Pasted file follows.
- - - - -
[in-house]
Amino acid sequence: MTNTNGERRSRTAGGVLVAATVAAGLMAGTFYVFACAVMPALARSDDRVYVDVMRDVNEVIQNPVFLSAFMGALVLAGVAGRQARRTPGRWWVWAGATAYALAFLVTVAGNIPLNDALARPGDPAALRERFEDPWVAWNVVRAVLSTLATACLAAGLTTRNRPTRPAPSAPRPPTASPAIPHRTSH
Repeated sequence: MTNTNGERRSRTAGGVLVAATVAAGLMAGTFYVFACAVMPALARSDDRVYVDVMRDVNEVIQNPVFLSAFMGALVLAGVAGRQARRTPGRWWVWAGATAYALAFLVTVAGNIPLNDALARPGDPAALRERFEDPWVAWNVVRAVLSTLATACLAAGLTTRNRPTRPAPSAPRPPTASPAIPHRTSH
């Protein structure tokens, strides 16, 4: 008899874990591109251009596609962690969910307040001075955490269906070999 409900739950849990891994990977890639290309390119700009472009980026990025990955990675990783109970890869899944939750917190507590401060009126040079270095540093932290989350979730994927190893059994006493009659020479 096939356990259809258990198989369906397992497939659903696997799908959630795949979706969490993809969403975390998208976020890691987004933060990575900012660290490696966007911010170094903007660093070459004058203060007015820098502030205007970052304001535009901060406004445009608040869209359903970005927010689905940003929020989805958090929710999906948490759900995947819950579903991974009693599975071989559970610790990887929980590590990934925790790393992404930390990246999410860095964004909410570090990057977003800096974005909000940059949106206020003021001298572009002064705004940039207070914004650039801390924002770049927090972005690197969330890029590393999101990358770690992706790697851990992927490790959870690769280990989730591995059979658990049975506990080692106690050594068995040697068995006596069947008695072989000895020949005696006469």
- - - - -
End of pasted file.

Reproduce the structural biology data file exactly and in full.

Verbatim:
[in-house]
Amino acid sequence: MTNTNGERRSRTAGGVLVAATVAAGLMAGTFYVFACAVMPALARSDDRVYVDVMRDVNEVIQNPVFLSAFMGALVLAGVAGRQARRTPGRWWVWAGATAYALAFLVTVAGNIPLNDALARPGDPAALRERFEDPWVAWNVVRAVLSTLATACLAAGLTTRNRPTRPAPSAPRPPTASPAIPHRTSH
Repeated sequence: MTNTNGERRSRTAGGVLVAATVAAGLMAGTFYVFACAVMPALARSDDRVYVDVMRDVNEVIQNPVFLSAFMGALVLAGVAGRQARRTPGRWWVWAGATAYALAFLVTVAGNIPLNDALARPGDPAALRERFEDPWVAWNVVRAVLSTLATACLAAGLTTRNRPTRPAPSAPRPPTASPAIPHRTSH
């Protein structure tokens, strides 16, 4: 008899874990591109251009596609962690969910307040001075955490269906070999 409900739950849990891994990977890639290309390119700009472009980026990025990955990675990783109970890869899944939750917190507590401060009126040079270095540093932290989350979730994927190893059994006493009659020479 096939356990259809258990198989369906397992497939659903696997799908959630795949979706969490993809969403975390998208976020890691987004933060990575900012660290490696966007911010170094903007660093070459004058203060007015820098502030205007970052304001535009901060406004445009608040869209359903970005927010689905940003929020989805958090929710999906948490759900995947819950579903991974009693599975071989559970610790990887929980590590990934925790790393992404930390990246999410860095964004909410570090990057977003800096974005909000940059949106206020003021001298572009002064705004940039207070914004650039801390924002770049927090972005690197969330890029590393999101990358770690992706790697851990992927490790959870690769280990989730591995059979658990049975506990080692106690050594068995040697068995006596069947008695072989000895020949005696006469």